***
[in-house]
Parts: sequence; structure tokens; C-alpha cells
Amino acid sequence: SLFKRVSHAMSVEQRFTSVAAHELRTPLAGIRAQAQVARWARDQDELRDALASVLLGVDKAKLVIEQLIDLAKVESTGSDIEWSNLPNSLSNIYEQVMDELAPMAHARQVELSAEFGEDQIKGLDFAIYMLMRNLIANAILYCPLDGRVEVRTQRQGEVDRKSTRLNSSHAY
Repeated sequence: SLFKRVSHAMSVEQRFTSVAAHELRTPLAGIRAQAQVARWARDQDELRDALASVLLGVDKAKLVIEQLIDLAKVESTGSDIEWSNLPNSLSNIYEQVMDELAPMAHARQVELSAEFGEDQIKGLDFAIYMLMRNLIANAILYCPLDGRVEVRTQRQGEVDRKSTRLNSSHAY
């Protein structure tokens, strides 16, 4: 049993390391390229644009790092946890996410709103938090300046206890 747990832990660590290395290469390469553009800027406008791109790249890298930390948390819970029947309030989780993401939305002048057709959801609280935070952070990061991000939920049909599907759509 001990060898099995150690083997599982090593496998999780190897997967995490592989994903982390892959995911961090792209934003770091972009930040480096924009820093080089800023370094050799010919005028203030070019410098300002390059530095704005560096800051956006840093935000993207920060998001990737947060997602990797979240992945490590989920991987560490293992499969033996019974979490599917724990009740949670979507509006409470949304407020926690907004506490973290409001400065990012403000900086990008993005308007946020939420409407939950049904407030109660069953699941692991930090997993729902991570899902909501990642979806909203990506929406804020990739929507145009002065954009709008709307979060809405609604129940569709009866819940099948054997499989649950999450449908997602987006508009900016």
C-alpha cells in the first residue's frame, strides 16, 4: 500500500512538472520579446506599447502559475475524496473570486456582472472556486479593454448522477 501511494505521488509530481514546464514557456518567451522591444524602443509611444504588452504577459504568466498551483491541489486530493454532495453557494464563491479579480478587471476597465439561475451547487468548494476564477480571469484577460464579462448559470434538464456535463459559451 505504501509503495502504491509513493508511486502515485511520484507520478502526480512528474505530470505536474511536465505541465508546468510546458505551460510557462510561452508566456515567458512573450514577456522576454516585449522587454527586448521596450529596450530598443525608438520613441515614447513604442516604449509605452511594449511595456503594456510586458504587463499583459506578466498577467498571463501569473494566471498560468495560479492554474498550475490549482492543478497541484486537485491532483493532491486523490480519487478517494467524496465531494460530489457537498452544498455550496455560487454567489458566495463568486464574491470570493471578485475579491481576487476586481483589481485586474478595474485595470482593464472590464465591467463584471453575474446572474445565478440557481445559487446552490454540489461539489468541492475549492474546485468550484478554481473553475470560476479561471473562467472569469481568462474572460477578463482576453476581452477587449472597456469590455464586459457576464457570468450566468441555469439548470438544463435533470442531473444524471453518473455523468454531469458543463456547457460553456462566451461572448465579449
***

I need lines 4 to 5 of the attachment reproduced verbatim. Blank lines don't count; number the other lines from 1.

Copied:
Repeated sequence: SLFKRVSHAMSVEQRFTSVAAHELRTPLAGIRAQAQVARWARDQDELRDALASVLLGVDKAKLVIEQLIDLAKVESTGSDIEWSNLPNSLSNIYEQVMDELAPMAHARQVELSAEFGEDQIKGLDFAIYMLMRNLIANAILYCPLDGRVEVRTQRQGEVDRKSTRLNSSHAY
């Protein structure tokens, strides 16, 4: 049993390391390229644009790092946890996410709103938090300046206890 747990832990660590290395290469390469553009800027406008791109790249890298930390948390819970029947309030989780993401939305002048057709959801609280935070952070990061991000939920049909599907759509 001990060898099995150690083997599982090593496998999780190897997967995490592989994903982390892959995911961090792209934003770091972009930040480096924009820093080089800023370094050799010919005028203030070019410098300002390059530095704005560096800051956006840093935000993207920060998001990737947060997602990797979240992945490590989920991987560490293992499969033996019974979490599917724990009740949670979507509006409470949304407020926690907004506490973290409001400065990012403000900086990008993005308007946020939420409407939950049904407030109660069953699941692991930090997993729902991570899902909501990642979806909203990506929406804020990739929507145009002065954009709008709307979060809405609604129940569709009866819940099948054997499989649950999450449908997602987006508009900016």